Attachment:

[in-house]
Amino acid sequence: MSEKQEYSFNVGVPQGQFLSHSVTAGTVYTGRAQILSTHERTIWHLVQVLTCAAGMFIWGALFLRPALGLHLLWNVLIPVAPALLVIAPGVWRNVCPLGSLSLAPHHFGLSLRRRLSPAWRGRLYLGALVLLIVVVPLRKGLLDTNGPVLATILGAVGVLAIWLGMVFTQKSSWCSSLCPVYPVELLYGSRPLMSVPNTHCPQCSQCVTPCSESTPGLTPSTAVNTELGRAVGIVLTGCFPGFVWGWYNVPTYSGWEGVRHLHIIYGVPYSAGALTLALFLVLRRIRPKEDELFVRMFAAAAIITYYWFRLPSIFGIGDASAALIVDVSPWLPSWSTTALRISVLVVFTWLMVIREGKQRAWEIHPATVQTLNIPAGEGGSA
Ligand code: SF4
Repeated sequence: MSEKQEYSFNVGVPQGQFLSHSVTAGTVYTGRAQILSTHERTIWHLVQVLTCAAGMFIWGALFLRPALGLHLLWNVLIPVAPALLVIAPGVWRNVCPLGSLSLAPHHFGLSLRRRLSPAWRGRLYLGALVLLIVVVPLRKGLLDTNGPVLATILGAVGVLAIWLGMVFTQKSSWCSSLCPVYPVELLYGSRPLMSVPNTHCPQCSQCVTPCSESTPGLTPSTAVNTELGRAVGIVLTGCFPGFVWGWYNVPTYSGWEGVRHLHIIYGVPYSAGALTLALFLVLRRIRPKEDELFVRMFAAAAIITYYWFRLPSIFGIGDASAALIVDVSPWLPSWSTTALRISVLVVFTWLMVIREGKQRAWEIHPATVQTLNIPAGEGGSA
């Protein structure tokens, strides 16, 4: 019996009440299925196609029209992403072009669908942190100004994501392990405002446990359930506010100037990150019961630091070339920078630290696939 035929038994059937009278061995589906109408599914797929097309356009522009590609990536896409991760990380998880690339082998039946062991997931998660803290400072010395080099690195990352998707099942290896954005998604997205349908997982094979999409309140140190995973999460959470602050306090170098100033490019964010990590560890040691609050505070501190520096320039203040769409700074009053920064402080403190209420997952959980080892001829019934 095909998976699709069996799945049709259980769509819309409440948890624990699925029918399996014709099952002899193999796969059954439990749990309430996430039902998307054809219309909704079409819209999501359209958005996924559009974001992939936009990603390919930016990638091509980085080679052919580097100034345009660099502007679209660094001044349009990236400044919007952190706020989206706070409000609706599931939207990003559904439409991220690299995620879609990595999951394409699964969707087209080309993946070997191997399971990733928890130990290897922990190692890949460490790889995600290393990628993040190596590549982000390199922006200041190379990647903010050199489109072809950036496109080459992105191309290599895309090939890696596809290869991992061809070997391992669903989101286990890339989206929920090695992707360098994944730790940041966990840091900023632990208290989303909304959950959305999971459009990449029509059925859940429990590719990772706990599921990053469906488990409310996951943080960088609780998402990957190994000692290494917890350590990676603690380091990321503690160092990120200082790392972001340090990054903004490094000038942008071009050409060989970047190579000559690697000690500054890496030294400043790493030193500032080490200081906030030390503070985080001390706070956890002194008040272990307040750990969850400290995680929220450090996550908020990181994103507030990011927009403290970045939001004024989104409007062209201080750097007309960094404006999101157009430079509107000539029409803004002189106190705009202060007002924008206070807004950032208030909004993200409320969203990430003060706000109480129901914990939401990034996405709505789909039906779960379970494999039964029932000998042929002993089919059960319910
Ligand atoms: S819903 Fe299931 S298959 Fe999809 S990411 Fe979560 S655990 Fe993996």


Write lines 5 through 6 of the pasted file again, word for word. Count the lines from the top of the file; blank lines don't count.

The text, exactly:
């Protein structure tokens, strides 16, 4: 019996009440299925196609029209992403072009669908942190100004994501392990405002446990359930506010100037990150019961630091070339920078630290696939 035929038994059937009278061995589906109408599914797929097309356009522009590609990536896409991760990380998880690339082998039946062991997931998660803290400072010395080099690195990352998707099942290896954005998604997205349908997982094979999409309140140190995973999460959470602050306090170098100033490019964010990590560890040691609050505070501190520096320039203040769409700074009053920064402080403190209420997952959980080892001829019934 095909998976699709069996799945049709259980769509819309409440948890624990699925029918399996014709099952002899193999796969059954439990749990309430996430039902998307054809219309909704079409819209999501359209958005996924559009974001992939936009990603390919930016990638091509980085080679052919580097100034345009660099502007679209660094001044349009990236400044919007952190706020989206706070409000609706599931939207990003559904439409991220690299995620879609990595999951394409699964969707087209080309993946070997191997399971990733928890130990290897922990190692890949460490790889995600290393990628993040190596590549982000390199922006200041190379990647903010050199489109072809950036496109080459992105191309290599895309090939890696596809290869991992061809070997391992669903989101286990890339989206929920090695992707360098994944730790940041966990840091900023632990208290989303909304959950959305999971459009990449029509059925859940429990590719990772706990599921990053469906488990409310996951943080960088609780998402990957190994000692290494917890350590990676603690380091990321503690160092990120200082790392972001340090990054903004490094000038942008071009050409060989970047190579000559690697000690500054890496030294400043790493030193500032080490200081906030030390503070985080001390706070956890002194008040272990307040750990969850400290995680929220450090996550908020990181994103507030990011927009403290970045939001004024989104409007062209201080750097007309960094404006999101157009430079509107000539029409803004002189106190705009202060007002924008206070807004950032208030909004993200409320969203990430003060706000109480129901914990939401990034996405709505789909039906779960379970494999039964029932000998042929002993089919059960319910
Ligand atoms: S819903 Fe299931 S298959 Fe999809 S990411 Fe979560 S655990 Fe993996």